Saturday, October 17, 2009

On who's boundaries?

I was so shocked the other night when an American channel reported about the plight of a teenage boy who was set on fire by four other teenagers, one of which is only thirteen years old. They had doused the poor victim with rubbing alcohol then set him on fire. Wow, has bullying gone this far? Or is it a form of teenage angst?

After watching the news I had kept asking myself: Why is being a teenager nowadays a lot difficult? It seems that along with the extra hair, the vocal changes, and intensifying odor, teenage angst is now a part of growing up. We parents know that our boys are going through physical transformation between thirteen and nineteen years old. They have acne, body odor, hair all over the place, they are awkward, confused, and insecure. They have hormones racing through their bodies like a Nascar driver without a speed limiter.

Then, there is peer pressure which is responsible for our teens rebellion. The boys especially, are particularly susceptible to these issues. Teenagers want to feel like a part of the group, and in order to do this, they often find themselves in positions that they don't particularly care for, but follow anyway. In most part they already know the consequence of their action but they do it anyway, because they feel they are in control of the situation and it makes them feel independent from their parents.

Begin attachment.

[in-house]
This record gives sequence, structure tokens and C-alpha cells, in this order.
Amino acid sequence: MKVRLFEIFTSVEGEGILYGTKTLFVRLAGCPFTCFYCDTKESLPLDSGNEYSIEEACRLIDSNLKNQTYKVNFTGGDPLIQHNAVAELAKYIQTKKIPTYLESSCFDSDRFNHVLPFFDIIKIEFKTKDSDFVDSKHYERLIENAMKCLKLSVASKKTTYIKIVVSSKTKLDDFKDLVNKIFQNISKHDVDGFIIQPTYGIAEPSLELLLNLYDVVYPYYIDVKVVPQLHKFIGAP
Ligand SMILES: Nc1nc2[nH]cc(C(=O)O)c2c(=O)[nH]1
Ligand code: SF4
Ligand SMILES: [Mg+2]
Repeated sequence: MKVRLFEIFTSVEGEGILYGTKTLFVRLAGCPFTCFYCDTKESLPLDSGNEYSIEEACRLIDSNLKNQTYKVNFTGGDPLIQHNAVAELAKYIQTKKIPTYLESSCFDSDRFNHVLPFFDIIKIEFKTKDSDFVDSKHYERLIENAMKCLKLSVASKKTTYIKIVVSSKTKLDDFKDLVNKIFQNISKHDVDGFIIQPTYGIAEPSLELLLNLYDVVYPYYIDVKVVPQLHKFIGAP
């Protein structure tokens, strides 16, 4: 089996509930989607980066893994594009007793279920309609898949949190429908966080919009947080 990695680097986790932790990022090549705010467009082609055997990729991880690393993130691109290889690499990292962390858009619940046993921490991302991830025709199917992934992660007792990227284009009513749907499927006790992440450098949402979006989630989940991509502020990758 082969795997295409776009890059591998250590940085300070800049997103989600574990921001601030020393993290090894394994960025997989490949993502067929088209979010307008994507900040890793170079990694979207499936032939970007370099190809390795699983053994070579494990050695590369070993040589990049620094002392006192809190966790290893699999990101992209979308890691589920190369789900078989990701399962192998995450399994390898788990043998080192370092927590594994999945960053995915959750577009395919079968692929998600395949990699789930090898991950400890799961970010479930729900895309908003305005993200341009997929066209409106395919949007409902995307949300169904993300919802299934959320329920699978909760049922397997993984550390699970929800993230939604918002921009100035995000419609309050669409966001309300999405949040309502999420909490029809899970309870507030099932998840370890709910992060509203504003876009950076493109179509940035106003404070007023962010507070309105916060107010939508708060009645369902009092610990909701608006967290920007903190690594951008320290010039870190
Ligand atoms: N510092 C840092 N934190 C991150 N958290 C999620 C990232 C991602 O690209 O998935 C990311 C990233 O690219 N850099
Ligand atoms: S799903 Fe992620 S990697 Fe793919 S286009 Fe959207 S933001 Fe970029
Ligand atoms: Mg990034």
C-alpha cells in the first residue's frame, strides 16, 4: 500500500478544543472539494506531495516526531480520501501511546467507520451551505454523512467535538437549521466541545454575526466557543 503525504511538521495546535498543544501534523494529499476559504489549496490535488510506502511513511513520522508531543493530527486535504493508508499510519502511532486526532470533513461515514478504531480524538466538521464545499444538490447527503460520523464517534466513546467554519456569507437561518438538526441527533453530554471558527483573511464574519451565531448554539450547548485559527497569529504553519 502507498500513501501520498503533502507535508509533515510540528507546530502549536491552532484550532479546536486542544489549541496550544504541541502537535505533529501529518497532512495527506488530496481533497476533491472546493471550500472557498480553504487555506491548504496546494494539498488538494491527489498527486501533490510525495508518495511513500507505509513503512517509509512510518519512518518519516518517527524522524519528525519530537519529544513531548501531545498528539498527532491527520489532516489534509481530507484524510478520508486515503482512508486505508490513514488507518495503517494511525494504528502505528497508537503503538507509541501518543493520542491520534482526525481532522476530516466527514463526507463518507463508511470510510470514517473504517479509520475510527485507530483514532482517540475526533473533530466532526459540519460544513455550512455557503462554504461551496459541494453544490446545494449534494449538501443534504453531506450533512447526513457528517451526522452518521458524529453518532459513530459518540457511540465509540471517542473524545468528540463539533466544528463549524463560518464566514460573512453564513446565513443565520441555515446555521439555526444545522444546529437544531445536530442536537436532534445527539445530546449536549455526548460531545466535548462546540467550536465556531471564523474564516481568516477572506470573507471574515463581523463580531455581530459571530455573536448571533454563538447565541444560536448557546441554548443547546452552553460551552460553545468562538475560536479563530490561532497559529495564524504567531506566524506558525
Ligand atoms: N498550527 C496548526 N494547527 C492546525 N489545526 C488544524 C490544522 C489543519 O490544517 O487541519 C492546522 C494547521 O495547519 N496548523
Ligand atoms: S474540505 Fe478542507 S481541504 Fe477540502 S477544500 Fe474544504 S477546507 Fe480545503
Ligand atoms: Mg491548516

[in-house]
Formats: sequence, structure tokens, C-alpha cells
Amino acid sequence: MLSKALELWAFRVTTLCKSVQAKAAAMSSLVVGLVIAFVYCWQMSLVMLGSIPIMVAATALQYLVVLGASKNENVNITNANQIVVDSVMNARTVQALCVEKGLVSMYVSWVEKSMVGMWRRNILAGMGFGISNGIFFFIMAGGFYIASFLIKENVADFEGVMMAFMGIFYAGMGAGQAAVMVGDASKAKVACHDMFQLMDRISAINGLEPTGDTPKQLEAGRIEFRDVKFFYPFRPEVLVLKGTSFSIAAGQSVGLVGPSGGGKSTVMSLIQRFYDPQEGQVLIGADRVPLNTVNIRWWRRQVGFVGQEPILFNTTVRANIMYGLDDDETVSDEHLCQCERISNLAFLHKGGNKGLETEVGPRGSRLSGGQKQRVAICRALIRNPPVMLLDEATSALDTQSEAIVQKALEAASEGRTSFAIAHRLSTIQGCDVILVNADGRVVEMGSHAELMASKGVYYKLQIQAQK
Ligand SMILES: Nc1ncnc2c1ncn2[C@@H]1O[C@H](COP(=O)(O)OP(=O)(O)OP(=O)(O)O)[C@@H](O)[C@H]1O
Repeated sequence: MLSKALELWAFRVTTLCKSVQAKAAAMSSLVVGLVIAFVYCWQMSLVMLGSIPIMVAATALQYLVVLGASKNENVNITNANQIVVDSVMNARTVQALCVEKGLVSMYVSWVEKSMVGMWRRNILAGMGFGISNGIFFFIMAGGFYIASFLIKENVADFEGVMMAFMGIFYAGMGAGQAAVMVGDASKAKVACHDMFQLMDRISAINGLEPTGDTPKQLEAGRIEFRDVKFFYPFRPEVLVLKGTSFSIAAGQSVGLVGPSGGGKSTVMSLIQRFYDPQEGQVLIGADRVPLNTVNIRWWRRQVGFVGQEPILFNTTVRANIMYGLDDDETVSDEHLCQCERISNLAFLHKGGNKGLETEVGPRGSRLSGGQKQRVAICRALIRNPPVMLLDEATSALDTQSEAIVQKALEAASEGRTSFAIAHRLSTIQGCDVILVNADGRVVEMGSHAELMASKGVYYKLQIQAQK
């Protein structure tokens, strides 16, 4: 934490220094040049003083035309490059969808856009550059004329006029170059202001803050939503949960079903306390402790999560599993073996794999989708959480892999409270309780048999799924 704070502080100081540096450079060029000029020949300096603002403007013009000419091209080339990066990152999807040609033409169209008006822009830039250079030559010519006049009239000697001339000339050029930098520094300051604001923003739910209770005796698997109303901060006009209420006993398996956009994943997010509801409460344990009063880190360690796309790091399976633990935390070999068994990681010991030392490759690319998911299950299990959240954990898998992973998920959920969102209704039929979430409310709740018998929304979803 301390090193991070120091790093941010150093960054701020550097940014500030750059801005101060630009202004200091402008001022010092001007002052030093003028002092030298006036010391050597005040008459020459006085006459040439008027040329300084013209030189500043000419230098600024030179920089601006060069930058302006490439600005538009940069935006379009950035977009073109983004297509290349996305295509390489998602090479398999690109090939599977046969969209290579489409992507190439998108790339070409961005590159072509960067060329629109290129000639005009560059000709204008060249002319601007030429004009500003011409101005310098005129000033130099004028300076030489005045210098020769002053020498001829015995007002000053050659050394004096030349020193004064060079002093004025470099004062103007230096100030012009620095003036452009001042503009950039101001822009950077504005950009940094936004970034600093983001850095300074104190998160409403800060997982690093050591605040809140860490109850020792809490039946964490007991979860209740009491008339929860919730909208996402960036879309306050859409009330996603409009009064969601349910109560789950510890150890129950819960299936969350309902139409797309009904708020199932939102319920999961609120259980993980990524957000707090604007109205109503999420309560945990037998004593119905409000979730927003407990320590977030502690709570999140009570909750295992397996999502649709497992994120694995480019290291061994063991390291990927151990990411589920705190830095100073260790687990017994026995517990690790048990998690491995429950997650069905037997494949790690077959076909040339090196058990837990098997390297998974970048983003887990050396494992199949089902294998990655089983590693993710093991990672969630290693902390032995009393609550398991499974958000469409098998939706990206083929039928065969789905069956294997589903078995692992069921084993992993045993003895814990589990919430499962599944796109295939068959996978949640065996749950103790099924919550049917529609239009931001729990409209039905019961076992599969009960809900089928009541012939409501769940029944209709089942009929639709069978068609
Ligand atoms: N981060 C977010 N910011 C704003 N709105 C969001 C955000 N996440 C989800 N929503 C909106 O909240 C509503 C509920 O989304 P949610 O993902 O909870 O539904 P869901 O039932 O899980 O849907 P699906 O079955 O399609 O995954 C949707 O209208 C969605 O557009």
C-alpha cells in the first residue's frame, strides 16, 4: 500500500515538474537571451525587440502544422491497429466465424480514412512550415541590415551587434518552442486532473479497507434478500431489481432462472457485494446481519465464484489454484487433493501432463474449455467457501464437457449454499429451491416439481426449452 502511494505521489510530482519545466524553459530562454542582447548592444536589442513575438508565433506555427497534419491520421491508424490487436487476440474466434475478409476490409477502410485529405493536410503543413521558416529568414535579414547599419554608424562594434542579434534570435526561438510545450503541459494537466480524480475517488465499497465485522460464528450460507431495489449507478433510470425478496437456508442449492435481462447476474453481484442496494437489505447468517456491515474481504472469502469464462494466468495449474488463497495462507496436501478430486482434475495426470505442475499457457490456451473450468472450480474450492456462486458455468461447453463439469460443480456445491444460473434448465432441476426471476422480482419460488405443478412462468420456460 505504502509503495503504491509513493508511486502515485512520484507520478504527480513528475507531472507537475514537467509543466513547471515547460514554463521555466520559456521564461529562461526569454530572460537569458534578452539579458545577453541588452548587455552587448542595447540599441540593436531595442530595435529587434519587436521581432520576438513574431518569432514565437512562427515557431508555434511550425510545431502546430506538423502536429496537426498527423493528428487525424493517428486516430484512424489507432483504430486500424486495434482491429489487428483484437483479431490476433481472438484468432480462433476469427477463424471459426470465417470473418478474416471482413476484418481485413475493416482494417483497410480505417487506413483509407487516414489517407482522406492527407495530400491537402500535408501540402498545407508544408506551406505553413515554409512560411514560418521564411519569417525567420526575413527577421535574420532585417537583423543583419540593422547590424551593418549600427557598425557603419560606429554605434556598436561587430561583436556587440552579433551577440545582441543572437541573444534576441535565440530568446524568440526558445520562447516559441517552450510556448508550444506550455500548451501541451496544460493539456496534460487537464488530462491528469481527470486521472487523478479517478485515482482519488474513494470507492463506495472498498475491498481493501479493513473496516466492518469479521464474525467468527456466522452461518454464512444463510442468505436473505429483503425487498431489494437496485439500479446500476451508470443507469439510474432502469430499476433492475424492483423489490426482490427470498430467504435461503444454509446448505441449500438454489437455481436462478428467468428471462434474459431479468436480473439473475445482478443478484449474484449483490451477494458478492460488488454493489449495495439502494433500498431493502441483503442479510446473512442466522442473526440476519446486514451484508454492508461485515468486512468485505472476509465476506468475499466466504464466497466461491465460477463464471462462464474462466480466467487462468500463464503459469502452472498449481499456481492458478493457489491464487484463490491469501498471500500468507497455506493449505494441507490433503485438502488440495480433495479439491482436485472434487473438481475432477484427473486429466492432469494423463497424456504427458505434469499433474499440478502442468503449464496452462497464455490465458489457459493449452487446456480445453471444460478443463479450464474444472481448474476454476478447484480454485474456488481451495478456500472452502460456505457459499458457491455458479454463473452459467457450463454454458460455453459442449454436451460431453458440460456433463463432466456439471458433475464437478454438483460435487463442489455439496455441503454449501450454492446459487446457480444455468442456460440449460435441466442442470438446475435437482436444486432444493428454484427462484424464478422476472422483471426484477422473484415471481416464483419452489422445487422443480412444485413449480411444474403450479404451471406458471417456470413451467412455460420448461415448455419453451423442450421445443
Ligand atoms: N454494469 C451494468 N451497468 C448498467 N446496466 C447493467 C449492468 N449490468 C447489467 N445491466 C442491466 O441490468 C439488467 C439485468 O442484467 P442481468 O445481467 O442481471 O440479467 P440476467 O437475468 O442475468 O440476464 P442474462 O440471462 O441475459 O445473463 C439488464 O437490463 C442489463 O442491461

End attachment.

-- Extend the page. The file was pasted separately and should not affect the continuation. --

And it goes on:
It seems that today's society is bringing up children who lack character qualities that were once commonplace. Things such as respect, obedience, and responsibility for self, seem to be in dire shortage. Of course, it is easy to lay all the blame on the little shoulders of the children, but is that the appropriate place for it to be?

Absolutely not!

The problem lies in the shortage of good and effective parents and the outcome is what we see in the children. Even our sitcoms on prime time television are a direct reflection of the lax societal standards that have become acceptable family behaviors. The reasons are primarily due to the ever-increasing stress and fast-paced lifestyles. More money, more "stuff", and more career accomplishments. And the loser are the children who have become more susceptible to outside influences.

Parenting is more difficult in this day and age than at any time in the past. In this age of technology there is instant information at any time. Children are more technologically smarter than ever. But nevertheless, they still need guidance and protection.

And a lot of parents are not providing these essentials.


Sid Brechin said...